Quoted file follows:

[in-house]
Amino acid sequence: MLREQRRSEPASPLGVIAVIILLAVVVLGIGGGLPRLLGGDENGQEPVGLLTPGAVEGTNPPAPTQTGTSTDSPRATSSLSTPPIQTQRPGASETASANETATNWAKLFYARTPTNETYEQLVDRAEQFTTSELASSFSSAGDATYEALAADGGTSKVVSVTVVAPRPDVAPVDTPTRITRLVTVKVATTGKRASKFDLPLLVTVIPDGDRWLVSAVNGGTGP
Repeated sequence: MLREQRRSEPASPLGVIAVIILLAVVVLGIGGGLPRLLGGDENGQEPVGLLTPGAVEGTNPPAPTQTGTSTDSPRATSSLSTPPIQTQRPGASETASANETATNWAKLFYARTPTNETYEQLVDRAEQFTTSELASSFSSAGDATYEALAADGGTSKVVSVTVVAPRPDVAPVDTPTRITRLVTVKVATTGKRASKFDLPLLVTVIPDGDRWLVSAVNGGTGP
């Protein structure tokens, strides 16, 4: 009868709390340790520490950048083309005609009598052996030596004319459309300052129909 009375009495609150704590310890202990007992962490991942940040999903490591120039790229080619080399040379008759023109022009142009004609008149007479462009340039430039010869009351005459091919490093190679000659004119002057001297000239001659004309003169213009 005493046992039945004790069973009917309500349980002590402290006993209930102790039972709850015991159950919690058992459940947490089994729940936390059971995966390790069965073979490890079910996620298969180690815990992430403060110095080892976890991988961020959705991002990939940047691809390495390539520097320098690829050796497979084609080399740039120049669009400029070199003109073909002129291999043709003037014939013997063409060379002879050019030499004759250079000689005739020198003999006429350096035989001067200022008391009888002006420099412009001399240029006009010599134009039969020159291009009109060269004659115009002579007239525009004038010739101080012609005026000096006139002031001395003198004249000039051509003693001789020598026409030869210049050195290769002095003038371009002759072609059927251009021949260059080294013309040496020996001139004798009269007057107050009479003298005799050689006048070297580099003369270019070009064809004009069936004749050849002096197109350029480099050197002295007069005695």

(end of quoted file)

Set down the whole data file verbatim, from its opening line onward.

[in-house]
Amino acid sequence: MLREQRRSEPASPLGVIAVIILLAVVVLGIGGGLPRLLGGDENGQEPVGLLTPGAVEGTNPPAPTQTGTSTDSPRATSSLSTPPIQTQRPGASETASANETATNWAKLFYARTPTNETYEQLVDRAEQFTTSELASSFSSAGDATYEALAADGGTSKVVSVTVVAPRPDVAPVDTPTRITRLVTVKVATTGKRASKFDLPLLVTVIPDGDRWLVSAVNGGTGP
Repeated sequence: MLREQRRSEPASPLGVIAVIILLAVVVLGIGGGLPRLLGGDENGQEPVGLLTPGAVEGTNPPAPTQTGTSTDSPRATSSLSTPPIQTQRPGASETASANETATNWAKLFYARTPTNETYEQLVDRAEQFTTSELASSFSSAGDATYEALAADGGTSKVVSVTVVAPRPDVAPVDTPTRITRLVTVKVATTGKRASKFDLPLLVTVIPDGDRWLVSAVNGGTGP
């Protein structure tokens, strides 16, 4: 009868709390340790520490950048083309005609009598052996030596004319459309300052129909 009375009495609150704590310890202990007992962490991942940040999903490591120039790229080619080399040379008759023109022009142009004609008149007479462009340039430039010869009351005459091919490093190679000659004119002057001297000239001659004309003169213009 005493046992039945004790069973009917309500349980002590402290006993209930102790039972709850015991159950919690058992459940947490089994729940936390059971995966390790069965073979490890079910996620298969180690815990992430403060110095080892976890991988961020959705991002990939940047691809390495390539520097320098690829050796497979084609080399740039120049669009400029070199003109073909002129291999043709003037014939013997063409060379002879050019030499004759250079000689005739020198003999006429350096035989001067200022008391009888002006420099412009001399240029006009010599134009039969020159291009009109060269004659115009002579007239525009004038010739101080012609005026000096006139002031001395003198004249000039051509003693001789020598026409030869210049050195290769002095003038371009002759072609059927251009021949260059080294013309040496020996001139004798009269007057107050009479003298005799050689006048070297580099003369270019070009064809004009069936004749050849002096197109350029480099050197002295007069005695």